Modes On One String

Playing across the fingerboard of the bass guitar and switching positions with confidence and accuracy can be a challenge for all skill levels, including professionals. When you want to really get moving on your bass you need to push through to new territory by playing up and down the neck horizontally every single day until you start to see the light at the end of the tunnel. Fingerboard freedom for everyone!

Learning Objectives

Move laterally on the fingerboard with confidence.

Develop a broader range and more flexibility on your instrument.

Build expert fingerboard technique.

Understand the structure of the modal system.

Increase facility with harmonic materials.

Memorize all tritone pairs.

Difficulty Level

This material can be studied by all playing levels.

A Note About The Modes

An important distinction to make is that if you are simply playing a “mode on one string”, it is not the actual mode per se. It is really just a pattern. For instance, if you play the C Dorian pattern up and back you are really only playing the notes of the Bb major scale. Of course, it could be said that the sound of the mode can be implied. So then, what is a mode? A mode is that color, the flavor you get when the melodic notes are playing over and above the bass note. It is a relationship between the bass and the melody notes. In other words, the bass note “modalizes” the sound of the scale material. Think of it this way: Scales are simply abstract material – symbols on the music staff. I like to say that you never really hear a scale. You only hear the modal sound when the bass note creates that particular modal flavor with the melodic notes. This is all said so that you come to understand the modal system. If you remember only one thing it should be this: The bass note modalizes the scale, and this particular flavor is the modal sound – the mode.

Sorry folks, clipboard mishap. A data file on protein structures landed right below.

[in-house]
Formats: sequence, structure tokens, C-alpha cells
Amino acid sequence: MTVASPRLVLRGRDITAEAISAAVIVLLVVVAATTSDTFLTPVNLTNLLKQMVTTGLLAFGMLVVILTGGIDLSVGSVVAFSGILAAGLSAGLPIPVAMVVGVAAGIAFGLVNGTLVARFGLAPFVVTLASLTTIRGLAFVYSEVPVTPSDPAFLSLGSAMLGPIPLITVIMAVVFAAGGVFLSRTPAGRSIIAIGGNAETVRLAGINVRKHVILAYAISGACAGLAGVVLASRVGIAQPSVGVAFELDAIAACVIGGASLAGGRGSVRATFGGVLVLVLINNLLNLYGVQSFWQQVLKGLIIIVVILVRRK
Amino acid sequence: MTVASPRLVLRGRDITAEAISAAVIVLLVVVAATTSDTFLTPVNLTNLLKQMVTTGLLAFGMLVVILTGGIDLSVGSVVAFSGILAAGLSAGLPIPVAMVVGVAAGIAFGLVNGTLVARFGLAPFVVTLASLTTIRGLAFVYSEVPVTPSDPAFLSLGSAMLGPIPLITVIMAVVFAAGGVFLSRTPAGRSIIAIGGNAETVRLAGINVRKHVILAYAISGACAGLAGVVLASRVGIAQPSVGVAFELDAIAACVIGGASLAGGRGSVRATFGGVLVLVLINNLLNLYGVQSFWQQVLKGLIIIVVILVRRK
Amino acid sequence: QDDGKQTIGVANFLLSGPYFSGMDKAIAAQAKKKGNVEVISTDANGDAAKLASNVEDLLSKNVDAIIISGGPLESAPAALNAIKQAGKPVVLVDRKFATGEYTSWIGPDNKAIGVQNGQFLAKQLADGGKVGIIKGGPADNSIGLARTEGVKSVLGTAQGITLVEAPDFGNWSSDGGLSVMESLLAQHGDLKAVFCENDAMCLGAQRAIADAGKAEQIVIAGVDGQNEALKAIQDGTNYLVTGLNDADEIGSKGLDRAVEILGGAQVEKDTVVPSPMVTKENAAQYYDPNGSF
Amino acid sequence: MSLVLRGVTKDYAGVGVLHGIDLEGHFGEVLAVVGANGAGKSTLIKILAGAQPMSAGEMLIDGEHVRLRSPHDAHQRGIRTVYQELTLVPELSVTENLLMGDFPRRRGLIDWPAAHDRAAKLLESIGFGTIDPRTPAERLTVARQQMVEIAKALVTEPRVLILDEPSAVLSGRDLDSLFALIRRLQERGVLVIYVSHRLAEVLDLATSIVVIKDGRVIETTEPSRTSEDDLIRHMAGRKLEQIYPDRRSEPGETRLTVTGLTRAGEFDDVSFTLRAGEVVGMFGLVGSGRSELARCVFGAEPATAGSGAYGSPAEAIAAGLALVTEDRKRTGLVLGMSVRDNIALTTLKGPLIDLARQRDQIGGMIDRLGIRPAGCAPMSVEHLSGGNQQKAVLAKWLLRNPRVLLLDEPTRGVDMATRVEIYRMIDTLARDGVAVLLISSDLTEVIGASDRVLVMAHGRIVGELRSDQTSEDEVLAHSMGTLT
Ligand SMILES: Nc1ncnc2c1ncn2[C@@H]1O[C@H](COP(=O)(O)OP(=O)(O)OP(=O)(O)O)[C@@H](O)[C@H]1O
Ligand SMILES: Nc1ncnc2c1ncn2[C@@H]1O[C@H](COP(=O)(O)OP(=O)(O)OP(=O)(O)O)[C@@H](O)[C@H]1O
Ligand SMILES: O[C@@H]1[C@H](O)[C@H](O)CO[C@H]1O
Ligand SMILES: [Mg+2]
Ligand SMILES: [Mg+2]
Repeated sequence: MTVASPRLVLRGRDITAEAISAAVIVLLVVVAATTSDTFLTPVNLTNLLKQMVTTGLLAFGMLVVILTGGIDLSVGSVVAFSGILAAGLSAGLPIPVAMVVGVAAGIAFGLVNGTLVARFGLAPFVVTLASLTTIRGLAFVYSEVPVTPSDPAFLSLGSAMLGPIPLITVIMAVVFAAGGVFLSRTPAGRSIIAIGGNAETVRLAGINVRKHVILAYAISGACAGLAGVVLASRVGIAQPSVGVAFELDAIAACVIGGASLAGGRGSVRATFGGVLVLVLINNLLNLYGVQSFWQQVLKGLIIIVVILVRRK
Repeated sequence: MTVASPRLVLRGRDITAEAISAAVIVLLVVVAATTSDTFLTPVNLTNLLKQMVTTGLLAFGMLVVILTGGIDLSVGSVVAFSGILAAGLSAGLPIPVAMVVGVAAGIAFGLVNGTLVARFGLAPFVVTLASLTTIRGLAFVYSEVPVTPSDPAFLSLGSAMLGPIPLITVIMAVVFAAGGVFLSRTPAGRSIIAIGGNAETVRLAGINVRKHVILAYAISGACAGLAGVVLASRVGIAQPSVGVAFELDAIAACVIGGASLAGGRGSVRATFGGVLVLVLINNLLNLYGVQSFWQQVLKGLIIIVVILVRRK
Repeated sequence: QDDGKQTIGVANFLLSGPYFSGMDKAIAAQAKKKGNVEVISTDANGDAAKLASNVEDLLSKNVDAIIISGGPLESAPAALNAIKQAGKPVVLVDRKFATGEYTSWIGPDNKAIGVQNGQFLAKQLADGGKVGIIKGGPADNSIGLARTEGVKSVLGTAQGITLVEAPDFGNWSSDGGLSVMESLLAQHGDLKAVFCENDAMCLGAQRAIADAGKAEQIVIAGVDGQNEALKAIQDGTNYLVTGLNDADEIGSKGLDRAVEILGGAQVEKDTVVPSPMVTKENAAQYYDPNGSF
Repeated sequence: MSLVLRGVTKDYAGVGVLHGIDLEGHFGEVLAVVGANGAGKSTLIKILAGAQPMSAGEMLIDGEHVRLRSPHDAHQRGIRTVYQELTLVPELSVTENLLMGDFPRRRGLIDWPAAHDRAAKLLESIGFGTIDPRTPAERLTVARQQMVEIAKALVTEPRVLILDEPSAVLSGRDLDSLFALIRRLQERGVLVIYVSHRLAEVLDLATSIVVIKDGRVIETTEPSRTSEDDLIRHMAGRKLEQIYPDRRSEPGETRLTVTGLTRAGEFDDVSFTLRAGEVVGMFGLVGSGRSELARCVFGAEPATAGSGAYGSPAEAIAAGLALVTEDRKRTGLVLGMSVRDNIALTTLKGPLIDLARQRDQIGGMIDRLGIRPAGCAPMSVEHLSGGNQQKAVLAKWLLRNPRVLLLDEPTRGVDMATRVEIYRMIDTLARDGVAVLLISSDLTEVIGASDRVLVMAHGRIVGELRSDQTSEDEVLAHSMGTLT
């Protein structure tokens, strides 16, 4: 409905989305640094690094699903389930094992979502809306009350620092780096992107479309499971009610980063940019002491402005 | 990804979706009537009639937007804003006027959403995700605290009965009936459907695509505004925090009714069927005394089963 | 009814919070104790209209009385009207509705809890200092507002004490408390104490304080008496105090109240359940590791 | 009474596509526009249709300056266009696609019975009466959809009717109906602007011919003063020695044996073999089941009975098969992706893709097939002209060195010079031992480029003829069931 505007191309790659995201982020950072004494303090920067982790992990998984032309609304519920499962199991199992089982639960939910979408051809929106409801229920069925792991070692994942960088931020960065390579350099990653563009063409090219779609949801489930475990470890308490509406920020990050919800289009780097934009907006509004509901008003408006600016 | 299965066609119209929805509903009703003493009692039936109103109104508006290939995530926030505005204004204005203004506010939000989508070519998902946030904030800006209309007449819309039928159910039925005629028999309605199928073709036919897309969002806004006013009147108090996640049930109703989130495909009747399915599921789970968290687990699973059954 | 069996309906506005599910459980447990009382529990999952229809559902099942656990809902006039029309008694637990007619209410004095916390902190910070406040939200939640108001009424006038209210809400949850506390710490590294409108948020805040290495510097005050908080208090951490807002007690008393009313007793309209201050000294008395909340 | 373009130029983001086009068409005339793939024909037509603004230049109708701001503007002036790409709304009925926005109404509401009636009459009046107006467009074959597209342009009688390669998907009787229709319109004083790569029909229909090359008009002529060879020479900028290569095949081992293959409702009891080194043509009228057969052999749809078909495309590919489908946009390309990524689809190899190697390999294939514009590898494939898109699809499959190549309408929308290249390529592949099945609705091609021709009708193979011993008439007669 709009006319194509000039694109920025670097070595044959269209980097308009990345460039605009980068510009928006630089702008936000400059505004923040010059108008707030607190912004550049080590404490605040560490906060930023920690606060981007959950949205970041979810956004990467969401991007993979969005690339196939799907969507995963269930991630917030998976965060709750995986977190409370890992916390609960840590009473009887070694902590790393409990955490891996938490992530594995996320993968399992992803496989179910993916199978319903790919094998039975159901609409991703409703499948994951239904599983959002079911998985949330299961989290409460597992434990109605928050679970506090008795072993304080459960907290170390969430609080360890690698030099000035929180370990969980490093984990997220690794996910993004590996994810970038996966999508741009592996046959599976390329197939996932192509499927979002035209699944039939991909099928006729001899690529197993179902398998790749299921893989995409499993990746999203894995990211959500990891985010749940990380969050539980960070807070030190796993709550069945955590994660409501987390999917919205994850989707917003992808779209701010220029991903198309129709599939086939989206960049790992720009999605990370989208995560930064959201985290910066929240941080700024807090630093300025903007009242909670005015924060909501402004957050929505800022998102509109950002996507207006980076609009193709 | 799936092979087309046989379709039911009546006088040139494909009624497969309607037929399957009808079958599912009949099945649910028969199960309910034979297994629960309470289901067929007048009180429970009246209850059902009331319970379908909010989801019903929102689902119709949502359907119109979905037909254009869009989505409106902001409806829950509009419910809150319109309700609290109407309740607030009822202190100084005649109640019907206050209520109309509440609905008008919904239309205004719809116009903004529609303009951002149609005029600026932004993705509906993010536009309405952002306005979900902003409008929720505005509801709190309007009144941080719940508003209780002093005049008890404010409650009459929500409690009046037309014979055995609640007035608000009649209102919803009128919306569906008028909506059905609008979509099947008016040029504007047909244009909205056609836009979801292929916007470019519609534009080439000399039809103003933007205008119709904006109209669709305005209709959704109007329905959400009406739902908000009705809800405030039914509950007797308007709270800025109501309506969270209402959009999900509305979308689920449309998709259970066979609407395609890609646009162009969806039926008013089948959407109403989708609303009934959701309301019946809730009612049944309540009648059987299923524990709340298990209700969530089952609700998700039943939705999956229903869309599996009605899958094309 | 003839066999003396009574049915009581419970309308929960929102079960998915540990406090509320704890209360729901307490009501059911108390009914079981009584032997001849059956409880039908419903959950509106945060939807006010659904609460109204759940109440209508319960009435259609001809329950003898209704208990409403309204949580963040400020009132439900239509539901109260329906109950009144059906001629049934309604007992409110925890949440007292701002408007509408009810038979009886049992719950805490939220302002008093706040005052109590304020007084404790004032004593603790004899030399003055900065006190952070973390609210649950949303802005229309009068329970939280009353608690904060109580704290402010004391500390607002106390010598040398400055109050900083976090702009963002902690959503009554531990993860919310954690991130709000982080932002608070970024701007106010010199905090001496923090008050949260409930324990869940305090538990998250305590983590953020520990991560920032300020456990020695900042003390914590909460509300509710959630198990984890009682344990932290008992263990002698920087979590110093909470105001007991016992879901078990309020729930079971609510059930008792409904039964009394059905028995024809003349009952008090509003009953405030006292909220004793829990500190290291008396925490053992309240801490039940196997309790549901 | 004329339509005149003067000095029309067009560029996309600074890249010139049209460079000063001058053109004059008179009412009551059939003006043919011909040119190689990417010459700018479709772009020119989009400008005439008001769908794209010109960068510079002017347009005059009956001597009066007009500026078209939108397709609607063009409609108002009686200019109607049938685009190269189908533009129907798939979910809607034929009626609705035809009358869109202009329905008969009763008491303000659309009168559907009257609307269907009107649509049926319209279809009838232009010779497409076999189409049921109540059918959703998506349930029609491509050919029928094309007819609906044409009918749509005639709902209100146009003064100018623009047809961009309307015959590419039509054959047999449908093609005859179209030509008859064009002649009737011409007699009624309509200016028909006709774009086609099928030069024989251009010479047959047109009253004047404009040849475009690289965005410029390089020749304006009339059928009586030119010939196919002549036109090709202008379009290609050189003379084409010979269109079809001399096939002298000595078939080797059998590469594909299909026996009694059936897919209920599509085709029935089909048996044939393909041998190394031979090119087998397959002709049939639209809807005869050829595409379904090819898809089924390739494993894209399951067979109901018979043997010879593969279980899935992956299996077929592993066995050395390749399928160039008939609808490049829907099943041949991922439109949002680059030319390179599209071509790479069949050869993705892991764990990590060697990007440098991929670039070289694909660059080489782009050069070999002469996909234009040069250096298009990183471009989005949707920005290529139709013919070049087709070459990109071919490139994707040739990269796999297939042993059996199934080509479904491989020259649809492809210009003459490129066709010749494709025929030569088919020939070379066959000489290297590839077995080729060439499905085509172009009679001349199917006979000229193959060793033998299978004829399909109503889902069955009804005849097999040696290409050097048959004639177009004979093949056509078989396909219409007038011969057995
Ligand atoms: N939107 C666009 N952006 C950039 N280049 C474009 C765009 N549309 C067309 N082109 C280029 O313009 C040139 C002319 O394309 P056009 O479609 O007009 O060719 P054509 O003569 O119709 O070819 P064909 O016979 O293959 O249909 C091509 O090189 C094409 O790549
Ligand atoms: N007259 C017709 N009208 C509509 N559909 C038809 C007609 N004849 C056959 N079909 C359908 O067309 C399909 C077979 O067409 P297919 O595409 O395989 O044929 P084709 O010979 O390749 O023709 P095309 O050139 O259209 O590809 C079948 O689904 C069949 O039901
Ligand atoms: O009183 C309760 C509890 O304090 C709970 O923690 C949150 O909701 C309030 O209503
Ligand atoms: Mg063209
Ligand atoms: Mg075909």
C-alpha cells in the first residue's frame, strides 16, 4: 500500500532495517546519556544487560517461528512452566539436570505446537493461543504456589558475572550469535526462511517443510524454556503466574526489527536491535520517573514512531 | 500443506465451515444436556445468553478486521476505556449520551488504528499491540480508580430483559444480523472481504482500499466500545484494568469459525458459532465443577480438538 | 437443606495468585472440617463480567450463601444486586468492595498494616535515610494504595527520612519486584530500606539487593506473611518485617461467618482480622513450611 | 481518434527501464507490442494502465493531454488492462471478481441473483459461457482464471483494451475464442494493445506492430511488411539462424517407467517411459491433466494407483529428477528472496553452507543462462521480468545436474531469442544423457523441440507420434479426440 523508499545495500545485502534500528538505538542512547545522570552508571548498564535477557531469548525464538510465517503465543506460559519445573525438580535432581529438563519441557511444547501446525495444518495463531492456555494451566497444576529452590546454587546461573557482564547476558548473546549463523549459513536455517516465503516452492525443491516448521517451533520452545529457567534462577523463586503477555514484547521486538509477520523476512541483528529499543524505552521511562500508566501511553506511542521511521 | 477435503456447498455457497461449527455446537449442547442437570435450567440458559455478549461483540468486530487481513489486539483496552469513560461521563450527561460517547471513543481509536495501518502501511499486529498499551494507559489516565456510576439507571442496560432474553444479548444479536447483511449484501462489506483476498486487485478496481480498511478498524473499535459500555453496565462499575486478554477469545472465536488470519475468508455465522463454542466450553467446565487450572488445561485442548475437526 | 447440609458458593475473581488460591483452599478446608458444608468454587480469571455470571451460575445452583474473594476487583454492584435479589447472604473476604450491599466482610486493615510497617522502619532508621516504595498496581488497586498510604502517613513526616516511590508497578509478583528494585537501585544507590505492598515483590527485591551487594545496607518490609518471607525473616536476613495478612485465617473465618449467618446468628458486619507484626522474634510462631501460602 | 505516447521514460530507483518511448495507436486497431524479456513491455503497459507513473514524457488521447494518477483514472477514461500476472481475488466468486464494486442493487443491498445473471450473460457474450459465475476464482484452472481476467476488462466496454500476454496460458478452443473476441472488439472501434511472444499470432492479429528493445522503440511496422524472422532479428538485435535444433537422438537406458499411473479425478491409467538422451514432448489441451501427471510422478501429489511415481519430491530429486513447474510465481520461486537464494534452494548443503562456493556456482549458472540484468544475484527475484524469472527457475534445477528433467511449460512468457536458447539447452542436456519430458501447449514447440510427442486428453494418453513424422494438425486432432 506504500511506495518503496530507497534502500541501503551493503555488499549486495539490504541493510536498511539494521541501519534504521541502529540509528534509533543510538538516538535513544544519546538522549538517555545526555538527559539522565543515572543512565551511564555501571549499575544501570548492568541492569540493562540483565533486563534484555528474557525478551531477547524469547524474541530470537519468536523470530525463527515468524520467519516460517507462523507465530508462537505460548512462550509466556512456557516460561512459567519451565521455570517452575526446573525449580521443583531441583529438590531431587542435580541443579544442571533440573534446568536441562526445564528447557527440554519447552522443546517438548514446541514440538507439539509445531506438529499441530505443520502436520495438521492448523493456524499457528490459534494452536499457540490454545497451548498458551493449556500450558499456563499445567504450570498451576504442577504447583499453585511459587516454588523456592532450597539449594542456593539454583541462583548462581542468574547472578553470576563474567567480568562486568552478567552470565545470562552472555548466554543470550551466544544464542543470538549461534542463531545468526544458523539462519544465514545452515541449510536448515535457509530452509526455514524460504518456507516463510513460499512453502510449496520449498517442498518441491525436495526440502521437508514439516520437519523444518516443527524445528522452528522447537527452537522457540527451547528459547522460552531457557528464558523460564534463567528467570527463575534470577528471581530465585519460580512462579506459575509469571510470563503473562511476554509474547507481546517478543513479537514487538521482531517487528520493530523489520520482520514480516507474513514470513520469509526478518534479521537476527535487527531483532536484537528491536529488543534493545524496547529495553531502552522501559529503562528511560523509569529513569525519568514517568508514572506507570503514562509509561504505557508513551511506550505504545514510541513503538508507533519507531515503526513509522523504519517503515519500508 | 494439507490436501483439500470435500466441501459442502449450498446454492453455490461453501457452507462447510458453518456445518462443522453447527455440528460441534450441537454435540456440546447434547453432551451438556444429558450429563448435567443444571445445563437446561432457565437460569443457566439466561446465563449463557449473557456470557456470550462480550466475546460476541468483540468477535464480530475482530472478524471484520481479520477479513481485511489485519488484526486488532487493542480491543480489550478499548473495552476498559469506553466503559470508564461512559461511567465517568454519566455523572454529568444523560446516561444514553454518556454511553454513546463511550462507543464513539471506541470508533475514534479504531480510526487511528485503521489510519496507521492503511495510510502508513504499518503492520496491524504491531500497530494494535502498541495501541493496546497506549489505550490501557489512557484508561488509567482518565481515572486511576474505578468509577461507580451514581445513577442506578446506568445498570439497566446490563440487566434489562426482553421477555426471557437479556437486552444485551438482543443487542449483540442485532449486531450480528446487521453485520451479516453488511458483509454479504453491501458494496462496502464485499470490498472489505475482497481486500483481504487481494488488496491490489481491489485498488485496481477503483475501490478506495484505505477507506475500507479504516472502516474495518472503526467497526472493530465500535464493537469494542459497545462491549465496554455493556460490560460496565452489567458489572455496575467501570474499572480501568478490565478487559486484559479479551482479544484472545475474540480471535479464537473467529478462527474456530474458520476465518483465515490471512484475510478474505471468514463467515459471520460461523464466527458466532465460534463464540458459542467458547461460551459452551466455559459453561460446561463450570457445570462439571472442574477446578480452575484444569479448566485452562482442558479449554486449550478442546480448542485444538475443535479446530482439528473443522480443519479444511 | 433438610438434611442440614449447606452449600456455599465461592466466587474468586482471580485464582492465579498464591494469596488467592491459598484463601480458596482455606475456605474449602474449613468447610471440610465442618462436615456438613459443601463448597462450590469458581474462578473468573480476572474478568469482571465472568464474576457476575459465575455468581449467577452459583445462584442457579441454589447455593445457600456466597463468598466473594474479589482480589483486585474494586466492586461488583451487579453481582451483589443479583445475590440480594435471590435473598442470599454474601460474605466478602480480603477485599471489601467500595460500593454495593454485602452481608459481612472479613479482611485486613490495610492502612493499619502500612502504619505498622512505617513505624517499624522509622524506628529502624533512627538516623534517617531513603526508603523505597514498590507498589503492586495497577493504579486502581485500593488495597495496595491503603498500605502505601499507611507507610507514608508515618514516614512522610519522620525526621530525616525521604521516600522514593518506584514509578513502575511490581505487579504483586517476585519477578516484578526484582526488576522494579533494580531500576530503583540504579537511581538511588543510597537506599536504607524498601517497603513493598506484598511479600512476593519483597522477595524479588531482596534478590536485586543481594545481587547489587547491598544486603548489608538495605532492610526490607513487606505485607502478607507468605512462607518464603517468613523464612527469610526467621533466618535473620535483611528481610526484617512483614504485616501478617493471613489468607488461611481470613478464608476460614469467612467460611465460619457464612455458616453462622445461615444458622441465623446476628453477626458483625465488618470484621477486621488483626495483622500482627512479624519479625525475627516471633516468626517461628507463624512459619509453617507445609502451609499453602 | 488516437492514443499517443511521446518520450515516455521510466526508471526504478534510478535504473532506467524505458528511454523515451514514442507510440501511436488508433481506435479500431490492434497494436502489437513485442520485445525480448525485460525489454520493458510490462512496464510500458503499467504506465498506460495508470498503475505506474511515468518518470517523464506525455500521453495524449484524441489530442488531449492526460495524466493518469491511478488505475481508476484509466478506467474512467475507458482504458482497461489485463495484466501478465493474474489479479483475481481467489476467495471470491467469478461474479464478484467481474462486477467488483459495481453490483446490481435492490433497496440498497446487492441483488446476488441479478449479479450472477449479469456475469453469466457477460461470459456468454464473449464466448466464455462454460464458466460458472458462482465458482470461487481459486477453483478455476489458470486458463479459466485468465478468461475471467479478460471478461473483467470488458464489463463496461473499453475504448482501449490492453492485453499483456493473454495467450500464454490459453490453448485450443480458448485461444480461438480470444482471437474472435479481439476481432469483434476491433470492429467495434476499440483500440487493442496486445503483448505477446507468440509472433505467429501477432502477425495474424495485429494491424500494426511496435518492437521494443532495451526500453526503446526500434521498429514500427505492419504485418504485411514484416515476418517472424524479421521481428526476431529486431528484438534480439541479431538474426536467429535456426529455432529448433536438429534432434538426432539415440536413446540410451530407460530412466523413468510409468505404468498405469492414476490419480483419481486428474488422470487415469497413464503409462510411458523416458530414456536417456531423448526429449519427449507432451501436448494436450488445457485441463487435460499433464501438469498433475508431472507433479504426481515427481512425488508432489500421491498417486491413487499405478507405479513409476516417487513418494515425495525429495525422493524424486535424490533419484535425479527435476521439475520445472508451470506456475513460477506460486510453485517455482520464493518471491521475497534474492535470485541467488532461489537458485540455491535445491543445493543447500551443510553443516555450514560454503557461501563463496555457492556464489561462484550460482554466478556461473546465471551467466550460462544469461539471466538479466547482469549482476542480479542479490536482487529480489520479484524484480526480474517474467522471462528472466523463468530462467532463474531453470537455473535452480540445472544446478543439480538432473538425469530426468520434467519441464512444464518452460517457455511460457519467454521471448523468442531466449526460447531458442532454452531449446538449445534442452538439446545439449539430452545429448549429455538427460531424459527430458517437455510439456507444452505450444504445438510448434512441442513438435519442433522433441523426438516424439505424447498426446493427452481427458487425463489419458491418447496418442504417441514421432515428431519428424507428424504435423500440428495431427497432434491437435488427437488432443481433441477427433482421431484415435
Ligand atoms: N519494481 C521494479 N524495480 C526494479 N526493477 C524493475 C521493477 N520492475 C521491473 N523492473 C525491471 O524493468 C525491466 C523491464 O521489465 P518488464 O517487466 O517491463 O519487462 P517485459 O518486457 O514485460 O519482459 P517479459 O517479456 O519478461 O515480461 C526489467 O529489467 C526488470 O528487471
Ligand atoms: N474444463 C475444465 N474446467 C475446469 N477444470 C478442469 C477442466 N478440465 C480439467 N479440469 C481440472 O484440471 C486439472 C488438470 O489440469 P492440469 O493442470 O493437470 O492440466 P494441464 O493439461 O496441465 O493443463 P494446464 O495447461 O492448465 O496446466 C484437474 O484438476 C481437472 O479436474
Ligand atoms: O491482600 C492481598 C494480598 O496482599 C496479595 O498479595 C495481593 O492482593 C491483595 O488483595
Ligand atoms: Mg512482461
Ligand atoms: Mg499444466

Bb and E


Eb and A


Ab and D


Db and G


Gb and C


B and F